Turn off everything with a power switch for 10 minutes and put away books, snail mail and magazines. It may feel a bit strange at first but for just 10 minutes do not read any text, watch or listen to anything electronically produced.  All of those things are good in their turn but they transport you out of the moment you are currently living in. Spend 10 minutes attending to something in your present moment. Do the dishes, pet your cat, wiggle your toes in the grass, watch light reflect off a glass— all without reading, watching or listening to someone else’s thoughts.
Practice doing only one thing at a time. Do not multi-task.  I realize this is a shocking suggestion. However, I could tell right away that you are a person who likes a challenge. Take a small step and give it a try. The next time you are taking a walk, leave your ipod and cell phone at home. Try driving your car without talking on the phone or listening to music. Cook dinner with the TV off. Eat breakfast in silence. The more we attempt to do in one moment the less we are really present/attentive/living in that moment. When we multi-task we overload our mind, senses and spirit which leads to a general numbness. We often can’t remember how we got to end of our day when it has been filled with numbing multi-tasking. Life is too precious and our days too valuable to sleepwalk through them.

What do you do to practice being fully present in the moment? What works for you to stay grounded in the moment?

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Posted by: Tami Groves
Tuesday, 29th March, 2011 11:59 am
As children we begged to be read a story at bedtime.Now as adults we line up for moives, download videos, log on to Facebook and text your friends all in the pursuit of a good story. We would like to hear your stories. We are putting out the call for stories about your spiritual journey/experience. We will post on the Table blog stories from you, theTable community. Do you have a story to tell about your experience with forgiveness, faith, doubt, fear, prayer,healing, anger, community, love, reflection, God......well, you get the idea. Please limit your submission to 500 words and submit in Word format. We reserve the right to edit length and typos. Each edited submission will be posted here on the Table blog for one week and will be archived on the site thereafter. Any questions? Email us.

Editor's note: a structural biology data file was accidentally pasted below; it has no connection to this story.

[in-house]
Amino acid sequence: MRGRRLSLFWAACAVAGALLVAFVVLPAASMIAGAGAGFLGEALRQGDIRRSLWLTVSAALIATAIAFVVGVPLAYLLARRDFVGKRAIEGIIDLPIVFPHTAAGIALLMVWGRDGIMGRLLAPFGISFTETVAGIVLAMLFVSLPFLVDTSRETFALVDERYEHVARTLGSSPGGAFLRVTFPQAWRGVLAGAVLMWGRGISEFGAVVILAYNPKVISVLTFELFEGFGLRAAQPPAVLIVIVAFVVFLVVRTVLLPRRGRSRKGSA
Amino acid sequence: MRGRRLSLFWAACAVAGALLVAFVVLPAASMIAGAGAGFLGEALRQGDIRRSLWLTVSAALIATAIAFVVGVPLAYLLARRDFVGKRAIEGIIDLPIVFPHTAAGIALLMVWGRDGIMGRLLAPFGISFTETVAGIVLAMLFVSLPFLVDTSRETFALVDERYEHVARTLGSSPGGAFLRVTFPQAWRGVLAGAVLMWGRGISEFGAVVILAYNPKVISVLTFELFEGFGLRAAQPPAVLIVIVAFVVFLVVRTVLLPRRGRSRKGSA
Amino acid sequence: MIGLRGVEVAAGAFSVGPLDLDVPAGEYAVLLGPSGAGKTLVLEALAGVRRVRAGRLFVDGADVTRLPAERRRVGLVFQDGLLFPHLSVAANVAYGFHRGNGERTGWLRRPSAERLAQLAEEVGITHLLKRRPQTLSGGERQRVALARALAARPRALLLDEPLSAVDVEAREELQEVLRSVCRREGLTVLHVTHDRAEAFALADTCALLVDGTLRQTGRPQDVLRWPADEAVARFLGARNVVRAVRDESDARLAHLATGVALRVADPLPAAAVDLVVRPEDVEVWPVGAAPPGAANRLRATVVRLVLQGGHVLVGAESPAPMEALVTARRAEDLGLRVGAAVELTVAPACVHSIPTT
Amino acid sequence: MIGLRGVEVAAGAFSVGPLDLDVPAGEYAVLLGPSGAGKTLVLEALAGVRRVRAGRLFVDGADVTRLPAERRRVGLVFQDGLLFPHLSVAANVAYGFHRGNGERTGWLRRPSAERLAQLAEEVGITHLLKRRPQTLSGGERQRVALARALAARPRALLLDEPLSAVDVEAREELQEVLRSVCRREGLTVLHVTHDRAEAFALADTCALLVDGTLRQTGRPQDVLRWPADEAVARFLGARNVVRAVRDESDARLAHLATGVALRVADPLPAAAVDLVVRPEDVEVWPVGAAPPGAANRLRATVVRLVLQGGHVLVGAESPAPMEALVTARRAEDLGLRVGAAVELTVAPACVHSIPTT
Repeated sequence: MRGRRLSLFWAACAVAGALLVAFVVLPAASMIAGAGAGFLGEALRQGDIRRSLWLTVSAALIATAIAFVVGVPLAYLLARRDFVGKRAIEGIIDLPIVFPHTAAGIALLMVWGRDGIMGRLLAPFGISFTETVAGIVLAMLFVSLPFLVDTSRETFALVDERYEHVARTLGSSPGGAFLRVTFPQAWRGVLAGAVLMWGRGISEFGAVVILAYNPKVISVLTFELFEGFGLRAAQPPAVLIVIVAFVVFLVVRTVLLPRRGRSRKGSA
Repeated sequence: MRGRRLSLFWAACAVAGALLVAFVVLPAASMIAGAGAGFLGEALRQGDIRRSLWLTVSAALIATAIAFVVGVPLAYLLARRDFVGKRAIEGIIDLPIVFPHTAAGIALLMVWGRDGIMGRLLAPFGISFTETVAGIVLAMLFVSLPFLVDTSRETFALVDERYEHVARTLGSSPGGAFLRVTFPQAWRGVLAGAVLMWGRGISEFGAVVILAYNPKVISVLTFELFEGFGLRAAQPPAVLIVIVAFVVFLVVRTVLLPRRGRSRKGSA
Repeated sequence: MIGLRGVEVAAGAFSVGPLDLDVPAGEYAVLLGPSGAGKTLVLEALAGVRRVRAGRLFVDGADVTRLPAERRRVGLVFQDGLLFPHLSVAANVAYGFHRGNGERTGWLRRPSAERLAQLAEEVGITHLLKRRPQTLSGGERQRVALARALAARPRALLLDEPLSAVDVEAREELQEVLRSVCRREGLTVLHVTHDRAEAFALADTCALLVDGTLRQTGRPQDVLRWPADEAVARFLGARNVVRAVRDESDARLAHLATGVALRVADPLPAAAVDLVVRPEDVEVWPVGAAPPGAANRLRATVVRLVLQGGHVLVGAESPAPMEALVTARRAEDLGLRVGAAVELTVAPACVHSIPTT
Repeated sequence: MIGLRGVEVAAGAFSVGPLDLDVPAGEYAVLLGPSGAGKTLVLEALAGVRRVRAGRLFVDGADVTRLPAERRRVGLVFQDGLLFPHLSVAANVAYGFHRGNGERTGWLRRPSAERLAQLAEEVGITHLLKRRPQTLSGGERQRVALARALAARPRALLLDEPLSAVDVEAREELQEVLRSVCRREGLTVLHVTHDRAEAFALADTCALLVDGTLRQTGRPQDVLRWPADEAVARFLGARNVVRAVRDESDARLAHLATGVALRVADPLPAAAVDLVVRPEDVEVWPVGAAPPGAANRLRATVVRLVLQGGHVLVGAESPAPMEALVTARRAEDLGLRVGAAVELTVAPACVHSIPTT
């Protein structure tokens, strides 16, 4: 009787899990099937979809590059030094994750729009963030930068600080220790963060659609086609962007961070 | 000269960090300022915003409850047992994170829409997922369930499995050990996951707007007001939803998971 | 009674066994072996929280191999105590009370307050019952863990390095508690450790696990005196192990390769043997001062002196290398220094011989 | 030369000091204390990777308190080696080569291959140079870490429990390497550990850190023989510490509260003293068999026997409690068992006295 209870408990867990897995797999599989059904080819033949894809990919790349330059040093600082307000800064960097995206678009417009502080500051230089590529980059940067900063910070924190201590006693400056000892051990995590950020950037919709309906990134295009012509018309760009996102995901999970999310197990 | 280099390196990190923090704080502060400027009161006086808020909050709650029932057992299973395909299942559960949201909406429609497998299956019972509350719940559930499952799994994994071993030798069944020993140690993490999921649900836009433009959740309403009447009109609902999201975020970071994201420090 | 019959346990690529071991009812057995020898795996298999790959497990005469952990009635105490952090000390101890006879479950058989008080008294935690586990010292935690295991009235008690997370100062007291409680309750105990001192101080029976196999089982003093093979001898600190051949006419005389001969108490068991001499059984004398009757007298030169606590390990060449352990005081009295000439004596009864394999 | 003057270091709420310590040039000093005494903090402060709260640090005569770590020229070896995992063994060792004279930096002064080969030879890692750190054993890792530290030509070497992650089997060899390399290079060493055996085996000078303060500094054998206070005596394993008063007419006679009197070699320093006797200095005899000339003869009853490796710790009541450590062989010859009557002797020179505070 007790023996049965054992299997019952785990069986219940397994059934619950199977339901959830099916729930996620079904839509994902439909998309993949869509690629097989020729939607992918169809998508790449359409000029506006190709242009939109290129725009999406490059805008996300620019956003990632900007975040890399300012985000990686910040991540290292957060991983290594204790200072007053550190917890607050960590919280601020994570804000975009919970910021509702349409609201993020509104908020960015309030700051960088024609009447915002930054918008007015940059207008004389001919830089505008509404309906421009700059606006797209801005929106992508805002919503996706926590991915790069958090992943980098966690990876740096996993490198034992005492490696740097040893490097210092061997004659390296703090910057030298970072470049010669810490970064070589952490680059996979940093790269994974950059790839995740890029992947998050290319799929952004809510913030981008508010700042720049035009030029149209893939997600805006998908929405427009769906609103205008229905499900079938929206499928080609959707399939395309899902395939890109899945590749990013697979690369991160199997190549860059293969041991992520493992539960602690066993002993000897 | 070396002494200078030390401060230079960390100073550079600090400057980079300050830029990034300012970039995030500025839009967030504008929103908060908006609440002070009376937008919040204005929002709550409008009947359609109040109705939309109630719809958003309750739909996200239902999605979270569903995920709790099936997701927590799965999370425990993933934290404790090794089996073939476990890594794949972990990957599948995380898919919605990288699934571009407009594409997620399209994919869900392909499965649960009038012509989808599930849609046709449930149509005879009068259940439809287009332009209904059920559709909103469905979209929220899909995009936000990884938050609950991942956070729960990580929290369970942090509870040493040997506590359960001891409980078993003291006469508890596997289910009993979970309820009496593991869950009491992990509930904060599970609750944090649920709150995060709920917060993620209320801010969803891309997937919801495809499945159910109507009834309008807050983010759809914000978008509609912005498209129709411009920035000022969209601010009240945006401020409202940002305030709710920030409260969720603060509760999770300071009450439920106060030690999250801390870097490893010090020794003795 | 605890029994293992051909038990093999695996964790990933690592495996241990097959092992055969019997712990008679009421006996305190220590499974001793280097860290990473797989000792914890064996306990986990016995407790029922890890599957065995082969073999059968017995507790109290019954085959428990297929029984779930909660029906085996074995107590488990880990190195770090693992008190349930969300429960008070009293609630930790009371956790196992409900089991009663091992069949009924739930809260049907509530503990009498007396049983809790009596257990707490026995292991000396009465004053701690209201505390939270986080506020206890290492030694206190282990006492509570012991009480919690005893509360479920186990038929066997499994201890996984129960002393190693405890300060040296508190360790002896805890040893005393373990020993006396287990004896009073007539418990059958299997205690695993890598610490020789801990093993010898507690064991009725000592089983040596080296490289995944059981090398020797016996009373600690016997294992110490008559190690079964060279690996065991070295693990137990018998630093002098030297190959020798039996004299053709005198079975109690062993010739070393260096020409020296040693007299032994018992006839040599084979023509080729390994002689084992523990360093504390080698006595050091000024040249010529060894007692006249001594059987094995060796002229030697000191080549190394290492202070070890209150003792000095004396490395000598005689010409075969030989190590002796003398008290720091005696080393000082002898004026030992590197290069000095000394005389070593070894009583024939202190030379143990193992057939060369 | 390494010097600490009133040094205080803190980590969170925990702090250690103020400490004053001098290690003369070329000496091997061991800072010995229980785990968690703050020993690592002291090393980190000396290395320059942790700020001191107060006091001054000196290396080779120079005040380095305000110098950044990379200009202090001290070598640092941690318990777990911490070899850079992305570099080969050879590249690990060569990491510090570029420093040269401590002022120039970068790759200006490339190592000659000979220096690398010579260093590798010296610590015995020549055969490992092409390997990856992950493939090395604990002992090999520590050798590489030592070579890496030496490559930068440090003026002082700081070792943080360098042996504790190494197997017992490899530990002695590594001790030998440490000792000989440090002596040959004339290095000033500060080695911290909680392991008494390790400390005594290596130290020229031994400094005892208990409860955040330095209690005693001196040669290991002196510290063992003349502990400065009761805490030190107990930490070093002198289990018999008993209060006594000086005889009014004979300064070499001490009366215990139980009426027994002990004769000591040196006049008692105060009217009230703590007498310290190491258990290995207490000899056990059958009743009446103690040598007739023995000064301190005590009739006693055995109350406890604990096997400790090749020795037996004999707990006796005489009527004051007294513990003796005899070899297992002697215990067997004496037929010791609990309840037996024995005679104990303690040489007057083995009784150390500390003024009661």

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Posted by: Tami
Thursday, 12th August, 2010 01:29 pm

****In an attempt to delete a several spam-type posts I mistakenly deleted this posting and the comments of several people. My apologies! Here is my post but I couldn't retrieve your comments*****


Recently, I had the pleasure of spending time with a two year old who likes to wear a hot pink tutu every day. Her tutu seems to imbue her with super powers available only to young ladies with such fashion sense.  While I envy her fashion-forward power, this morning I am reflecting on a point in our play time together when she wanted what she wanted, NOW and not a moment later.


If you have spent any time with a toddler you will recognize this scenario. My young friend decided she wanted to go outside to play in her bare feet. Summer in the San Francisco Bay area is cold(ish). You need shoes on when you go out on a foggy chilly day. I asked my friend to let me help her put on her shoes before we went out. This seemed a reasonable request. She screwed up her face, shook her head of curls, planted her feet wide in a super-hero stance and bellowed, “NOOOOO!”  She wanted what she wanted now, not in a minute or next week, now! Or better yet, yesterday.


 I wish I could say I have no memory of my tantrum phase of life. I wish I could chuckle at the antics of my two year old friend with the superiority of someone who has long lived past her days of tantrums. Much to my shame, I saw myself in her rigid stance and recognized my voice in her insistent demand.